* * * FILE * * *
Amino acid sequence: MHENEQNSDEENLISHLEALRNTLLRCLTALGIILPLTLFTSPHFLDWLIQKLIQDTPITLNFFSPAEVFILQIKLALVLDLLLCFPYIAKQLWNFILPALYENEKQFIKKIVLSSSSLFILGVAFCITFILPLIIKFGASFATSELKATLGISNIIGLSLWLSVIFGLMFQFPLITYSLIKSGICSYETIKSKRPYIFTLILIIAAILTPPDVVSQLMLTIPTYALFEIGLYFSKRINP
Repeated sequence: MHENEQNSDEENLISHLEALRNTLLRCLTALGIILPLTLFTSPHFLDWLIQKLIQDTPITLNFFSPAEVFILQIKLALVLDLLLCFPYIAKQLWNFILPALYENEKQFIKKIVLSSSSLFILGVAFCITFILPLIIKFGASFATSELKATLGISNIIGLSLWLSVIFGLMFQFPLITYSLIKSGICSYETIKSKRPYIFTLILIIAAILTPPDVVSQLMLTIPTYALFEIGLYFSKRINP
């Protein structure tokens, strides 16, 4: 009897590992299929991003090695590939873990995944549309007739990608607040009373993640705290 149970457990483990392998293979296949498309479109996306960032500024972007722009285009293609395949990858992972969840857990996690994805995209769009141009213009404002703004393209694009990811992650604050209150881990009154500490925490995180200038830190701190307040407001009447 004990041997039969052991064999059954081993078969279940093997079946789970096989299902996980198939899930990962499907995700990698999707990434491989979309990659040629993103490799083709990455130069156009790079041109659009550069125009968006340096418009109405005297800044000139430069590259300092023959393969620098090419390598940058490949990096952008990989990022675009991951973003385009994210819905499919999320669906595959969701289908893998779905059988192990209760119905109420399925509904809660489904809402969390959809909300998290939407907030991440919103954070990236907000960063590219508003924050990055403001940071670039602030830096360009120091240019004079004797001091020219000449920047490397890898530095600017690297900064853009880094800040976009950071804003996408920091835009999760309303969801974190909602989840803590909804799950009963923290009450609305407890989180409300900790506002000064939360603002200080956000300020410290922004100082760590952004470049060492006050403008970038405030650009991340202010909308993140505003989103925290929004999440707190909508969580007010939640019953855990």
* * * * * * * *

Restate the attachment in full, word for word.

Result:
Amino acid sequence: MHENEQNSDEENLISHLEALRNTLLRCLTALGIILPLTLFTSPHFLDWLIQKLIQDTPITLNFFSPAEVFILQIKLALVLDLLLCFPYIAKQLWNFILPALYENEKQFIKKIVLSSSSLFILGVAFCITFILPLIIKFGASFATSELKATLGISNIIGLSLWLSVIFGLMFQFPLITYSLIKSGICSYETIKSKRPYIFTLILIIAAILTPPDVVSQLMLTIPTYALFEIGLYFSKRINP
Repeated sequence: MHENEQNSDEENLISHLEALRNTLLRCLTALGIILPLTLFTSPHFLDWLIQKLIQDTPITLNFFSPAEVFILQIKLALVLDLLLCFPYIAKQLWNFILPALYENEKQFIKKIVLSSSSLFILGVAFCITFILPLIIKFGASFATSELKATLGISNIIGLSLWLSVIFGLMFQFPLITYSLIKSGICSYETIKSKRPYIFTLILIIAAILTPPDVVSQLMLTIPTYALFEIGLYFSKRINP
């Protein structure tokens, strides 16, 4: 009897590992299929991003090695590939873990995944549309007739990608607040009373993640705290 149970457990483990392998293979296949498309479109996306960032500024972007722009285009293609395949990858992972969840857990996690994805995209769009141009213009404002703004393209694009990811992650604050209150881990009154500490925490995180200038830190701190307040407001009447 004990041997039969052991064999059954081993078969279940093997079946789970096989299902996980198939899930990962499907995700990698999707990434491989979309990659040629993103490799083709990455130069156009790079041109659009550069125009968006340096418009109405005297800044000139430069590259300092023959393969620098090419390598940058490949990096952008990989990022675009991951973003385009994210819905499919999320669906595959969701289908893998779905059988192990209760119905109420399925509904809660489904809402969390959809909300998290939407907030991440919103954070990236907000960063590219508003924050990055403001940071670039602030830096360009120091240019004079004797001091020219000449920047490397890898530095600017690297900064853009880094800040976009950071804003996408920091835009999760309303969801974190909602989840803590909804799950009963923290009450609305407890989180409300900790506002000064939360603002200080956000300020410290922004100082760590952004470049060492006050403008970038405030650009991340202010909308993140505003989103925290929004999440707190909508969580007010939640019953855990």